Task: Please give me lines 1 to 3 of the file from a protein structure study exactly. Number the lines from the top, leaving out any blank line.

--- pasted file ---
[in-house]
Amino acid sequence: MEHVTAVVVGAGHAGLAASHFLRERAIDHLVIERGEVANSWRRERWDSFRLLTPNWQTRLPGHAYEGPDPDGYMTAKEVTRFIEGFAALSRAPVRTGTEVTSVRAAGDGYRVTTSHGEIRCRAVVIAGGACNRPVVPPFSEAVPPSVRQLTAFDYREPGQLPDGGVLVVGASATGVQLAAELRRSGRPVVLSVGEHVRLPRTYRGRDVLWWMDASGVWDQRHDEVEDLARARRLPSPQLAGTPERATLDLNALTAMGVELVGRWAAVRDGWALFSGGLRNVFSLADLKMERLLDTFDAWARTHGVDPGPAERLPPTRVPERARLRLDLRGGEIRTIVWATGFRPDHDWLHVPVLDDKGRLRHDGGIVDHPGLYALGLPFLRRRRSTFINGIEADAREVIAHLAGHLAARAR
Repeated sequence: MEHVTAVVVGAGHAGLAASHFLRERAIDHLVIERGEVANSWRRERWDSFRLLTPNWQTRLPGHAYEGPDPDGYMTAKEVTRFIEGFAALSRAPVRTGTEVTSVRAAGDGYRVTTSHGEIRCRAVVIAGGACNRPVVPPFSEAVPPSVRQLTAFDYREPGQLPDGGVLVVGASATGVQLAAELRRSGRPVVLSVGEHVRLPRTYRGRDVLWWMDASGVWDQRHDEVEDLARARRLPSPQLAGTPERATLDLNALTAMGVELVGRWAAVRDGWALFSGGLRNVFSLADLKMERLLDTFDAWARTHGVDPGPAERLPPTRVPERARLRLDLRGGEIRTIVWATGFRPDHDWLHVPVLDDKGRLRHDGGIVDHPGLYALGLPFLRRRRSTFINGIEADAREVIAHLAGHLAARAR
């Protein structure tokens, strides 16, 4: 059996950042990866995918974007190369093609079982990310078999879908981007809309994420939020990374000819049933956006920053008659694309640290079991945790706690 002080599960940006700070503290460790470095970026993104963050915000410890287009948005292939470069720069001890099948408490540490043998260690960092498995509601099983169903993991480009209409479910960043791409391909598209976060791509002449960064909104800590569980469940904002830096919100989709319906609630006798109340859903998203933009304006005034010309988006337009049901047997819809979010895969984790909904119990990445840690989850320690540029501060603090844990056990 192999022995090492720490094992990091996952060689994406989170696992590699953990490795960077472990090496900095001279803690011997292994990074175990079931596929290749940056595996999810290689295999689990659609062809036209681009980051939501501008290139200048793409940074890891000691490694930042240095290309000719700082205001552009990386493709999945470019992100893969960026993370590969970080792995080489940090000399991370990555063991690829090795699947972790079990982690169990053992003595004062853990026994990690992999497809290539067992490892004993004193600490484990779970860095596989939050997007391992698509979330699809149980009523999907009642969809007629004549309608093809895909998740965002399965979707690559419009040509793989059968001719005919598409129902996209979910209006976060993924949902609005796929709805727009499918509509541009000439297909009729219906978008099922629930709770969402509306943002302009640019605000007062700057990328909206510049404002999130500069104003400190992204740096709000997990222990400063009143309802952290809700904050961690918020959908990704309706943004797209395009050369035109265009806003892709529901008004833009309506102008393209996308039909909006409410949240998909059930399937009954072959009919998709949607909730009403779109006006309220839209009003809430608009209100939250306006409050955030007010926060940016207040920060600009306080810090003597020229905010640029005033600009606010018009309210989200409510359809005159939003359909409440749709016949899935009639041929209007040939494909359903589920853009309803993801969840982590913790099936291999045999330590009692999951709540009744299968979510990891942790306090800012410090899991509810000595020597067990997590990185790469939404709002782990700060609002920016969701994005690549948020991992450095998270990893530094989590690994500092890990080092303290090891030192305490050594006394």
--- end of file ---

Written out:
[in-house]
Amino acid sequence: MEHVTAVVVGAGHAGLAASHFLRERAIDHLVIERGEVANSWRRERWDSFRLLTPNWQTRLPGHAYEGPDPDGYMTAKEVTRFIEGFAALSRAPVRTGTEVTSVRAAGDGYRVTTSHGEIRCRAVVIAGGACNRPVVPPFSEAVPPSVRQLTAFDYREPGQLPDGGVLVVGASATGVQLAAELRRSGRPVVLSVGEHVRLPRTYRGRDVLWWMDASGVWDQRHDEVEDLARARRLPSPQLAGTPERATLDLNALTAMGVELVGRWAAVRDGWALFSGGLRNVFSLADLKMERLLDTFDAWARTHGVDPGPAERLPPTRVPERARLRLDLRGGEIRTIVWATGFRPDHDWLHVPVLDDKGRLRHDGGIVDHPGLYALGLPFLRRRRSTFINGIEADAREVIAHLAGHLAARAR
Repeated sequence: MEHVTAVVVGAGHAGLAASHFLRERAIDHLVIERGEVANSWRRERWDSFRLLTPNWQTRLPGHAYEGPDPDGYMTAKEVTRFIEGFAALSRAPVRTGTEVTSVRAAGDGYRVTTSHGEIRCRAVVIAGGACNRPVVPPFSEAVPPSVRQLTAFDYREPGQLPDGGVLVVGASATGVQLAAELRRSGRPVVLSVGEHVRLPRTYRGRDVLWWMDASGVWDQRHDEVEDLARARRLPSPQLAGTPERATLDLNALTAMGVELVGRWAAVRDGWALFSGGLRNVFSLADLKMERLLDTFDAWARTHGVDPGPAERLPPTRVPERARLRLDLRGGEIRTIVWATGFRPDHDWLHVPVLDDKGRLRHDGGIVDHPGLYALGLPFLRRRRSTFINGIEADAREVIAHLAGHLAARAR